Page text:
Thursday, June 21, 2012

The California Lunch Room—Where Stylish Woman Shop

Fiction 500 recently ran a contest for short  stories. The prompt for the 500-word story was a picture of a house bearing the sign, California Lunch Room. I didn't win but from the judge's comments, I seem to have made an impression.

The California Lunch Room, Where Stylish Women Shop

This is a picture of my first business venture—where it all began.

I’ve been an entrepreneur all my life—a creative genius if you will, whose ideas have always been both on the forefront and on the edge.

I came up with the metric clock when metrics were all the rave. Everyone felt it was only a matter of time before the whole world would go metric. Soda was being marketed by the liter and foodstuff (I wish I’d invented that word) was coming to us by the grams. Yardsticks suddenly became meter sticks and the whole world seemed to be aglow in ten and the powers of ten.

I didn’t care one way or the other but I did see an opportunity.

No one was looking into the time situation. No one was breaking the day down into the morning ten hours and the evening ten hours. No one was looking into hours composed of a hundred minutes, minutes made up of a hundred seconds, or seconds broken into milliseconds—okay they were doing that but why not the other stuff, too, I wondered.

Unfortunately, that idea went right into the 500-liter trashcan.

But I never gave up. I simply went looking for a better idea.

The good thing about ideas is they usually come at you a kilometer-a-centihour.

I was watching the Michigan/Ohio State game on TV one cold Saturday afternoon. Being inside I wasn’t affected by the cold but more importantly my brain was able to keep functioning. None of the frozen brains in Ann Arbor that day were even pretending to still be functioning. 

That’s when I invented the ear sock.

You are probably saying, “What about earmuffs? We already have earmuffs to keep our ears warm.”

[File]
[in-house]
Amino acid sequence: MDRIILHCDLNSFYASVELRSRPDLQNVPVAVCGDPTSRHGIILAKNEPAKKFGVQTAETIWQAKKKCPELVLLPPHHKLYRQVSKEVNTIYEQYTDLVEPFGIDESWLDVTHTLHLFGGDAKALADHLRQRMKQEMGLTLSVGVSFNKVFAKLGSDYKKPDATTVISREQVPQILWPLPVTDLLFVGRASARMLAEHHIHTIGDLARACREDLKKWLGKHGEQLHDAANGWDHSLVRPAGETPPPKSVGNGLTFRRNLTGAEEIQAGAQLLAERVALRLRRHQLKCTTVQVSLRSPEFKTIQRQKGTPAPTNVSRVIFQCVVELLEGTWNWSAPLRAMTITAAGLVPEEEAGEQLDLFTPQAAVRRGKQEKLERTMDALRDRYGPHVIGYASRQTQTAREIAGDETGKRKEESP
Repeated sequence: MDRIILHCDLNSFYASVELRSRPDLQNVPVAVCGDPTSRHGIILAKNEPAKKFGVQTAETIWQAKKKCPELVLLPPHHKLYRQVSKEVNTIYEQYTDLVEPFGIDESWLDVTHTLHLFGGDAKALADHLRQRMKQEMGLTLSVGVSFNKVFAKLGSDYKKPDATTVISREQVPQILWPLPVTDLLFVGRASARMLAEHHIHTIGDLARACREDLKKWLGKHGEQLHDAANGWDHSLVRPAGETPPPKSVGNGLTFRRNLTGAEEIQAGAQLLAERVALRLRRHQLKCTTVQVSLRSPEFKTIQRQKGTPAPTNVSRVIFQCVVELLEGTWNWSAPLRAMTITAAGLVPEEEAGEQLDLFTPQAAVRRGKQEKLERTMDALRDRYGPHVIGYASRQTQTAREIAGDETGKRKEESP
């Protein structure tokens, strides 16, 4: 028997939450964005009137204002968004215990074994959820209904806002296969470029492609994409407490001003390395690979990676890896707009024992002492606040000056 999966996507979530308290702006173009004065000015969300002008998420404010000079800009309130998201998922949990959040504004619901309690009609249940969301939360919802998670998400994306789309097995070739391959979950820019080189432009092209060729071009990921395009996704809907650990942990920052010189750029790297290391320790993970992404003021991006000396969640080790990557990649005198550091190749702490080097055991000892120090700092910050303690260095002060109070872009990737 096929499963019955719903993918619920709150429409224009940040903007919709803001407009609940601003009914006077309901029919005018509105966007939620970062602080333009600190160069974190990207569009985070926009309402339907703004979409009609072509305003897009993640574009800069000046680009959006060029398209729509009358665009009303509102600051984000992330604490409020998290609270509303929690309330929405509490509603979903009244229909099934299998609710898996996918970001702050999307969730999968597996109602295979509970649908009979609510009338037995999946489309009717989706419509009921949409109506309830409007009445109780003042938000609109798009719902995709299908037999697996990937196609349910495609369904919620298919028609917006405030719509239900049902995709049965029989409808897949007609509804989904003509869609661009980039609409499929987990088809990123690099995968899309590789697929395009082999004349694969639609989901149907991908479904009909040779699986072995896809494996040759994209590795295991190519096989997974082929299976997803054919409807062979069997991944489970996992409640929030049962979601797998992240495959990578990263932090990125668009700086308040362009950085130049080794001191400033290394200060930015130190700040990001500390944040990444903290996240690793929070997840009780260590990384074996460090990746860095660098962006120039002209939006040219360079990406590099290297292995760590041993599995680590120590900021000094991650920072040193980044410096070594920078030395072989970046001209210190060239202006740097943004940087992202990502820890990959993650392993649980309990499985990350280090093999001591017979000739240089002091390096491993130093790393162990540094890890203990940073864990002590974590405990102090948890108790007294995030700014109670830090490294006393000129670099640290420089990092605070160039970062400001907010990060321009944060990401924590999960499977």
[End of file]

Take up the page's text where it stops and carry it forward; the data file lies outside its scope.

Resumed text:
Get real. No one wears earmuffs. They’re embarrassing for men and most women find them unattractive. 

As I watched the tuba player march across the field to famously dot the “i” in Ohio, I noticed the tuba had a covering over it, a sock if you will, with Ohio written across it. An idea was born.

College students would be able to purchase my ear socks with their school logos imprinted on it and not only keep their ears warm but also support their team.

Ah, but getting ideas is easy. Backers are another story.

So what about the California Lunch Room? Was it ever a restaurant?

That would have been too easy.

Back in 1947 I was a newly discharged soldier with enough ideas in my head to drive a sane man crazy. I bought this little house and began selling my newest invention—Tobacco gloves.

Everyone smoked in those days but no one liked having yellow fingers. My glove was the answer to a stylish woman’s nightmare. With my gloves she could smoke like a chimney but her hands would always look like pure white porcelain.

Of course to make money I still had to sell snacks, candy and caps and eventually even lunches.

Never Mess Around With a Nun Named Leo

It began as a casual observation, thrown out in haste—possibly, with little or no thought given to the consequences—obviously. The four of us had been called to the front of the room to explain our continued misbehavior after having spent the last hour standing in the back of the room for previous transgressions. We were clearly digging that hole that people are always talking about.
The question we were asked was a very simple one.

“What do you boys think you’re doing?”

Schoolboys have been asked this from time immortal and the correct response has always been the same. You look down at your feet, shuffle them around a little, shrug your shoulders and shake your head from side to side and then say, “I don’t know.”

That is the only acceptable answer. No one really expects you to incriminate yourself. The teacher is only interested in getting that question out of the way so she can move on to the next phase—the punishment phase. The question is only a formality and should be treated as such. That’s what the smart kids do.

Looking back, I realize our response didn’t even answer the question that she had posed and reluctantly I must admit that I was the one who answered the question but you can’t go back and rewrite history.